VOA VIEW: A very important move.

Paraguay To Move Embassy In Israel Back To Tel Aviv
Paraguay will move its embassy in Israel back to Tel Aviv, reversing a May decision by former President Horacio Cartes to move the diplomatic site to Jerusalem, the South American country’s foreign minister told reporters on Wednesday. “Paraguay wants to contribute to an intensification of regional diplomatic efforts to achieve a broad, fair and lasting peace in the Middle East,” Foreign Minister Luis Alberto Castiglioni said. Cartes had traveled to Israel to inaugurate the new embassy in May. His successor Mario Abdo, also a member of the conservative Colorado party, took office last month. Reuters

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AP Explains Venezuela's Migrant Crisis
The United Nations says that more than 1.6 million Venezuelans have left their country since the start of 2015, generating an international migrant crisis that has set off alarms in South America and recently led to violent confrontations between migrants and local populations. Here are some facts about Venezuela's migrant crisis. Most migrants say they are escaping Venezuela's imploding economy. Hyperinflation has decimated wages, and more than a decade of price controls have generated widespread shortages of basic goods. Venezuela's monthly minimum wage is currently worth about $25 and is far below what is needed to feed a family. More than half of Venezuela's migrants are leaving for neighboring Colombia.  Fox

Trump Suggests Protesting Should Be Illegal
President Trump has long derided the mainstream media as the “enemy of the people” and lashed out at NFL players for kneeling during the national anthem. On Tuesday, he took his attacks on free speech one step further, suggesting in an interview with a conservative news site that the act of protesting should be illegal. Trump made the remarks in an Oval Office interview with the Daily Caller hours after his Supreme Court nominee, Brett M. Kavanaugh, was greeted by protests on the first day of his confirmation hearings on Capitol Hill. “I don’t know why they don’t take care of a situation like that,” Trump said. “I think it’s embarrassing for the country to allow protesters. You don’t even know what side the protesters are on.” He added: “In the old days, we used to throw them out. Today, I guess they just keep screaming.” Washington Post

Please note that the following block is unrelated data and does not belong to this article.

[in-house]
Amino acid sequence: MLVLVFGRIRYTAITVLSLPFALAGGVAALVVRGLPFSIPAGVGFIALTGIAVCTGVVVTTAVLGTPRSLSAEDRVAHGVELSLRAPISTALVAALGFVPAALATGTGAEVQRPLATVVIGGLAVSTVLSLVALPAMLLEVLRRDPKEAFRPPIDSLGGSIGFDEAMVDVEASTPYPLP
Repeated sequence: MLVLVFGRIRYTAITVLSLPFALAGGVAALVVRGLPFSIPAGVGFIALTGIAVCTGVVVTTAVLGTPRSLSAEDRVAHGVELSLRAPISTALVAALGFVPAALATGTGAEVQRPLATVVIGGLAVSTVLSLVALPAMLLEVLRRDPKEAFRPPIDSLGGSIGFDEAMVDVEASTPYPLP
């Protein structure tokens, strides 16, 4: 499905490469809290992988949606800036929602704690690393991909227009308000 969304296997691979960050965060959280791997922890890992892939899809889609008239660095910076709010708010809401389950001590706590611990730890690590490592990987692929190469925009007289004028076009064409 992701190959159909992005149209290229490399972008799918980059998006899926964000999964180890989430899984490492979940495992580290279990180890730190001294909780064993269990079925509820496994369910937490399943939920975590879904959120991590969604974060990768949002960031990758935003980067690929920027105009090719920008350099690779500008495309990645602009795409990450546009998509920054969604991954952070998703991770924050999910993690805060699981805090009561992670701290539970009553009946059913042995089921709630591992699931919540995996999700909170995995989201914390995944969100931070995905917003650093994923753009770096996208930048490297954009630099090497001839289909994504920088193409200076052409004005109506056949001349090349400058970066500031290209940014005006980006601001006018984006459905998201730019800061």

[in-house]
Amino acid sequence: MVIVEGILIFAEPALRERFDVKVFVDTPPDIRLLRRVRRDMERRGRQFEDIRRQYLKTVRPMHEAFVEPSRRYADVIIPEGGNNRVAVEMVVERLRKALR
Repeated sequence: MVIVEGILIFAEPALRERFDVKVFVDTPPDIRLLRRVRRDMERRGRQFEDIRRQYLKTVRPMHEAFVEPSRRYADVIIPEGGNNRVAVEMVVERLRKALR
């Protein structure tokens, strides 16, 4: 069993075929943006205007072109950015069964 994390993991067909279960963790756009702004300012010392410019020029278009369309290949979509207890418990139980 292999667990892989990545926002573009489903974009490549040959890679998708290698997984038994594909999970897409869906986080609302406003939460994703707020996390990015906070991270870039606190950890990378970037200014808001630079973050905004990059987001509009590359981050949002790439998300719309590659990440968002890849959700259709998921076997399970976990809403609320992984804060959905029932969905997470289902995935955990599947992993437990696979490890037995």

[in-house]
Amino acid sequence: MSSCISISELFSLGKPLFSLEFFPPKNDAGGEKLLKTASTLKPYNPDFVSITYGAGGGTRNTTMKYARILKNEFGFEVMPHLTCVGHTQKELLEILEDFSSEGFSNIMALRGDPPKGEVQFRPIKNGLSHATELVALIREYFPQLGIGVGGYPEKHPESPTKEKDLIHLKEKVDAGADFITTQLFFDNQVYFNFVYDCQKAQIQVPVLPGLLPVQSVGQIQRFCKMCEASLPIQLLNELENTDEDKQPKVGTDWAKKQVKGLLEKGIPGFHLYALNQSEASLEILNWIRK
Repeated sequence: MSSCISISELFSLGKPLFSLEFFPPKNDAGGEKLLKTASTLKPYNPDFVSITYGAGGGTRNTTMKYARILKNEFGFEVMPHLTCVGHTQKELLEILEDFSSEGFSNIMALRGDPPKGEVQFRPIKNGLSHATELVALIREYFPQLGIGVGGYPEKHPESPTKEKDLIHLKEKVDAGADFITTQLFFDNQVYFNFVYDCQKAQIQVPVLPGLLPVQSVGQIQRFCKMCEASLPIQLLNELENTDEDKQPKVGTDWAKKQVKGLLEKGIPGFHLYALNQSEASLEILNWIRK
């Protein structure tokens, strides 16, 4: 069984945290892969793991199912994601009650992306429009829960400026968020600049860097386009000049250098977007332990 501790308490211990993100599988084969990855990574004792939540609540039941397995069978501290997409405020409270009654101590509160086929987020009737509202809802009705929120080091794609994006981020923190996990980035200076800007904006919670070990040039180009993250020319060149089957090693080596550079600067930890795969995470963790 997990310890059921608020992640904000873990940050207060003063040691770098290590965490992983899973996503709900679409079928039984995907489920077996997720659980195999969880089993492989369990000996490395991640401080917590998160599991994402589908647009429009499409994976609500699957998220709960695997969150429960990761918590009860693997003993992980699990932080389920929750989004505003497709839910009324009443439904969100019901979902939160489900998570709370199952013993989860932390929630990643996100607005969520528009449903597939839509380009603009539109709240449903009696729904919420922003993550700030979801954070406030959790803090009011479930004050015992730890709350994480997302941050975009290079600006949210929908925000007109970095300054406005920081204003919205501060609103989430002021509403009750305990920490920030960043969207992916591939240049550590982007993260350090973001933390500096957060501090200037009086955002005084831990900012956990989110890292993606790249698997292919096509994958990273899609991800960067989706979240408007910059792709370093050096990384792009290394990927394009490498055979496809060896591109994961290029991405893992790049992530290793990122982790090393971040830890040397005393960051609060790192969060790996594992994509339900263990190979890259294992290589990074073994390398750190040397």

VOA VIEW: The Trump answer is different from the the headline statement.

US Canada Square Off On NAFTA As Leaders Dig In
Senior U.S. and Canadian officials resumed NAFTA talks on Wednesday with the aim of wrapping up by the end of the month, even as their leaders this week reasserted that any compromise would be hard-earned. The U.S. and Canada have yet to agree on nettlesome issues such as opening up Canada’s dairy markets to U.S. exports, patent protections for certain drugs and language on how to resolve some disputes. “We’re not going to accept that we should have to sign a bad deal just because the president wants that,” Canadian Prime Minister Justin Trudeau said on a Canadian radio station Wednesday. “We’ll walk away and not sign a deal rather than sign a bad deal for Canadians.” In comments from the Oval Office on Wednesday, President Donald Trump accused Canada of taking advantage of the U.S. “for many years.” "We have a very strong position, and we are the ones that people want to come in and take advantage of,“ he said. Politico

More People Taking Facebook Breaks And Deleting The App From Their Phones
The Facebook exodus among young people is real, and disenchantment with the leading social media platform is extending to older users, too. According to new data from Pew Research Center that sampled US Facebook users aged 18 and up, 4 in 10 (42 percent) of those surveyed have taken a break from the social network for “several weeks or more” in the last year; a quarter of respondents said they’ve deleted the mobile app entirely from their smartphones. Pew’s survey was conducted between May 29th and June 11th, so the burnout and frustrations stemming from Facebook’s Cambridge Analytica privacy scandal were still fresh in the minds of users. Verge

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On The Hunt For The Betrayer, A 'Volcanic' Trump Lashes Out
President Donald Trump, forced to contend with the possibility that a senior member of his administration, along with others, may be trying to undermine his authority, erupted in private on Wednesday, according to multiple aides and allies familiar with his thinking. They described his mood as “volcanic.” An anonymous opinion article published in The New York Times earlier in the day, which the newspaper said was written by a senior administration official, asserted that a handful of appointees, serving at the highest levels of the Trump administration, consider the president to be “amoral,” and on the precipice of dangerous decisions that could put the country at risk. The president publicly described the article as "gutless" as his press secretary berated the author as a "coward" who, she suggested, should resign. NBC
VOA VIEW: The liberal media likes to use additives.

Giuliani Says Trump's Lawyers Have Already Sent Back A Reponse To Special Counsel